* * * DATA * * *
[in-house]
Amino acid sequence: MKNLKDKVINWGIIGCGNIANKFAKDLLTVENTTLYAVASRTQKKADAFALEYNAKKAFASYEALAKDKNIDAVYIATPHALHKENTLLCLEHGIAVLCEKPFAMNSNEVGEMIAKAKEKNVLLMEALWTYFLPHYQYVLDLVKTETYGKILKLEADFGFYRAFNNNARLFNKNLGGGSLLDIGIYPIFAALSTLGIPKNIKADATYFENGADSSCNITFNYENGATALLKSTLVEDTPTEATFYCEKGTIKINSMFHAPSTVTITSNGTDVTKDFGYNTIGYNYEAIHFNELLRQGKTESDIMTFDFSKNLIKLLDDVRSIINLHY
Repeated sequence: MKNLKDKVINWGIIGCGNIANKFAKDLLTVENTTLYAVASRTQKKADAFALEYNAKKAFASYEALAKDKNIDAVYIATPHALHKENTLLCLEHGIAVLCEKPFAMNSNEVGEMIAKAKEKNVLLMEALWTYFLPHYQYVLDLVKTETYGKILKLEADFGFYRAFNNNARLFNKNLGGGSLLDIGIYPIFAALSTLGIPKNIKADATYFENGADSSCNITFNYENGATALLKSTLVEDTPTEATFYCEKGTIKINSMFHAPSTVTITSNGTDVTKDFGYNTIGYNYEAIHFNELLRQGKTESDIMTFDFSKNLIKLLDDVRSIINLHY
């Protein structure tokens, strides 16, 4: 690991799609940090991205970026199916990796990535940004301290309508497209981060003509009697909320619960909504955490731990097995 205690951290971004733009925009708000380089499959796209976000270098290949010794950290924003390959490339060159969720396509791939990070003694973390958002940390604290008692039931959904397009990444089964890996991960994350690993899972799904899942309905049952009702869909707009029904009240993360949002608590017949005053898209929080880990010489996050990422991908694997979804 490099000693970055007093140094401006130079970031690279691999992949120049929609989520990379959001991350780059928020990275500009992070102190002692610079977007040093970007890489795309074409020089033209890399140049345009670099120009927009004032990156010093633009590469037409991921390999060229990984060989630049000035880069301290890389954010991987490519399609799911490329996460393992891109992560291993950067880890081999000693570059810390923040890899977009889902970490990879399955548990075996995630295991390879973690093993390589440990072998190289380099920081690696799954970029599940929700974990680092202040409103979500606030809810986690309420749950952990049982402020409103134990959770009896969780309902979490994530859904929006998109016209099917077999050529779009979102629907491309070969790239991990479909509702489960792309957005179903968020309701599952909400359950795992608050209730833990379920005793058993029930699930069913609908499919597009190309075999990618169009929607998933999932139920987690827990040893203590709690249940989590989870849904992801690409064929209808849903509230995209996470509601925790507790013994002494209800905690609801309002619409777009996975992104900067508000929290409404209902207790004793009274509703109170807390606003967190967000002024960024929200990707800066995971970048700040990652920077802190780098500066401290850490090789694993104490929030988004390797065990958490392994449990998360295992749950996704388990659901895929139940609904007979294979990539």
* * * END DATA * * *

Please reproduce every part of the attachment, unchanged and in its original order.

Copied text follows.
[in-house]
Amino acid sequence: MKNLKDKVINWGIIGCGNIANKFAKDLLTVENTTLYAVASRTQKKADAFALEYNAKKAFASYEALAKDKNIDAVYIATPHALHKENTLLCLEHGIAVLCEKPFAMNSNEVGEMIAKAKEKNVLLMEALWTYFLPHYQYVLDLVKTETYGKILKLEADFGFYRAFNNNARLFNKNLGGGSLLDIGIYPIFAALSTLGIPKNIKADATYFENGADSSCNITFNYENGATALLKSTLVEDTPTEATFYCEKGTIKINSMFHAPSTVTITSNGTDVTKDFGYNTIGYNYEAIHFNELLRQGKTESDIMTFDFSKNLIKLLDDVRSIINLHY
Repeated sequence: MKNLKDKVINWGIIGCGNIANKFAKDLLTVENTTLYAVASRTQKKADAFALEYNAKKAFASYEALAKDKNIDAVYIATPHALHKENTLLCLEHGIAVLCEKPFAMNSNEVGEMIAKAKEKNVLLMEALWTYFLPHYQYVLDLVKTETYGKILKLEADFGFYRAFNNNARLFNKNLGGGSLLDIGIYPIFAALSTLGIPKNIKADATYFENGADSSCNITFNYENGATALLKSTLVEDTPTEATFYCEKGTIKINSMFHAPSTVTITSNGTDVTKDFGYNTIGYNYEAIHFNELLRQGKTESDIMTFDFSKNLIKLLDDVRSIINLHY
């Protein structure tokens, strides 16, 4: 690991799609940090991205970026199916990796990535940004301290309508497209981060003509009697909320619960909504955490731990097995 205690951290971004733009925009708000380089499959796209976000270098290949010794950290924003390959490339060159969720396509791939990070003694973390958002940390604290008692039931959904397009990444089964890996991960994350690993899972799904899942309905049952009702869909707009029904009240993360949002608590017949005053898209929080880990010489996050990422991908694997979804 490099000693970055007093140094401006130079970031690279691999992949120049929609989520990379959001991350780059928020990275500009992070102190002692610079977007040093970007890489795309074409020089033209890399140049345009670099120009927009004032990156010093633009590469037409991921390999060229990984060989630049000035880069301290890389954010991987490519399609799911490329996460393992891109992560291993950067880890081999000693570059810390923040890899977009889902970490990879399955548990075996995630295991390879973690093993390589440990072998190289380099920081690696799954970029599940929700974990680092202040409103979500606030809810986690309420749950952990049982402020409103134990959770009896969780309902979490994530859904929006998109016209099917077999050529779009979102629907491309070969790239991990479909509702489960792309957005179903968020309701599952909400359950795992608050209730833990379920005793058993029930699930069913609908499919597009190309075999990618169009929607998933999932139920987690827990040893203590709690249940989590989870849904992801690409064929209808849903509230995209996470509601925790507790013994002494209800905690609801309002619409777009996975992104900067508000929290409404209902207790004793009274509703109170807390606003967190967000002024960024929200990707800066995971970048700040990652920077802190780098500066401290850490090789694993104490929030988004390797065990958490392994449990998360295992749950996704388990659901895929139940609904007979294979990539």